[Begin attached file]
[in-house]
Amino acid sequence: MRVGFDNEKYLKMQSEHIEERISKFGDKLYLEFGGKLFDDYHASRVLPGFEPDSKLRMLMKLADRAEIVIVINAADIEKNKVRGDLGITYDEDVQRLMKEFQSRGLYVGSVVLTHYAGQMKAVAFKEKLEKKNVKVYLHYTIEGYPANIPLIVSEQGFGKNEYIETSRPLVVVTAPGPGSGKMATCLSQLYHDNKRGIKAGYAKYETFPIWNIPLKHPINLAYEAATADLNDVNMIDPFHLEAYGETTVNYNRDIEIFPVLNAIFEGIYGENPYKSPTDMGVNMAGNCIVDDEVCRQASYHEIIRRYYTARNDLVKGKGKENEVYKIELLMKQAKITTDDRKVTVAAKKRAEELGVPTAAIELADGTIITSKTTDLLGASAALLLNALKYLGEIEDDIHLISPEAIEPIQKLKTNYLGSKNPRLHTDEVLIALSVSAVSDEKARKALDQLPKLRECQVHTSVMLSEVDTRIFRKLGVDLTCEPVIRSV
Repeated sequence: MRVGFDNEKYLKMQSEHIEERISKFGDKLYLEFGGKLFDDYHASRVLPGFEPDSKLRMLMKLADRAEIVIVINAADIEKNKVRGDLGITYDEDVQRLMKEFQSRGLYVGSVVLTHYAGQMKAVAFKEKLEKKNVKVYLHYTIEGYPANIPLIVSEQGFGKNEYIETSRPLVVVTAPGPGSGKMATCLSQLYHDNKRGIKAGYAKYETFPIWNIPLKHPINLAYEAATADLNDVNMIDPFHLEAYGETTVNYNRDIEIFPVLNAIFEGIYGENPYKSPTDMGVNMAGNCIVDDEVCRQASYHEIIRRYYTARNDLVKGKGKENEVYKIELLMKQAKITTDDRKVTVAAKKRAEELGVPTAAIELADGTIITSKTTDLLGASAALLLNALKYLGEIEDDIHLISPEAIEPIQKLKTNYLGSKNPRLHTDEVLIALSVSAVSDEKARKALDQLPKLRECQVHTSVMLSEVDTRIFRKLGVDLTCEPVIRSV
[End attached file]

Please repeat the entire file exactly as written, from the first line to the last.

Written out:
[in-house]
Amino acid sequence: MRVGFDNEKYLKMQSEHIEERISKFGDKLYLEFGGKLFDDYHASRVLPGFEPDSKLRMLMKLADRAEIVIVINAADIEKNKVRGDLGITYDEDVQRLMKEFQSRGLYVGSVVLTHYAGQMKAVAFKEKLEKKNVKVYLHYTIEGYPANIPLIVSEQGFGKNEYIETSRPLVVVTAPGPGSGKMATCLSQLYHDNKRGIKAGYAKYETFPIWNIPLKHPINLAYEAATADLNDVNMIDPFHLEAYGETTVNYNRDIEIFPVLNAIFEGIYGENPYKSPTDMGVNMAGNCIVDDEVCRQASYHEIIRRYYTARNDLVKGKGKENEVYKIELLMKQAKITTDDRKVTVAAKKRAEELGVPTAAIELADGTIITSKTTDLLGASAALLLNALKYLGEIEDDIHLISPEAIEPIQKLKTNYLGSKNPRLHTDEVLIALSVSAVSDEKARKALDQLPKLRECQVHTSVMLSEVDTRIFRKLGVDLTCEPVIRSV
Repeated sequence: MRVGFDNEKYLKMQSEHIEERISKFGDKLYLEFGGKLFDDYHASRVLPGFEPDSKLRMLMKLADRAEIVIVINAADIEKNKVRGDLGITYDEDVQRLMKEFQSRGLYVGSVVLTHYAGQMKAVAFKEKLEKKNVKVYLHYTIEGYPANIPLIVSEQGFGKNEYIETSRPLVVVTAPGPGSGKMATCLSQLYHDNKRGIKAGYAKYETFPIWNIPLKHPINLAYEAATADLNDVNMIDPFHLEAYGETTVNYNRDIEIFPVLNAIFEGIYGENPYKSPTDMGVNMAGNCIVDDEVCRQASYHEIIRRYYTARNDLVKGKGKENEVYKIELLMKQAKITTDDRKVTVAAKKRAEELGVPTAAIELADGTIITSKTTDLLGASAALLLNALKYLGEIEDDIHLISPEAIEPIQKLKTNYLGSKNPRLHTDEVLIALSVSAVSDEKARKALDQLPKLRECQVHTSVMLSEVDTRIFRKLGVDLTCEPVIRSV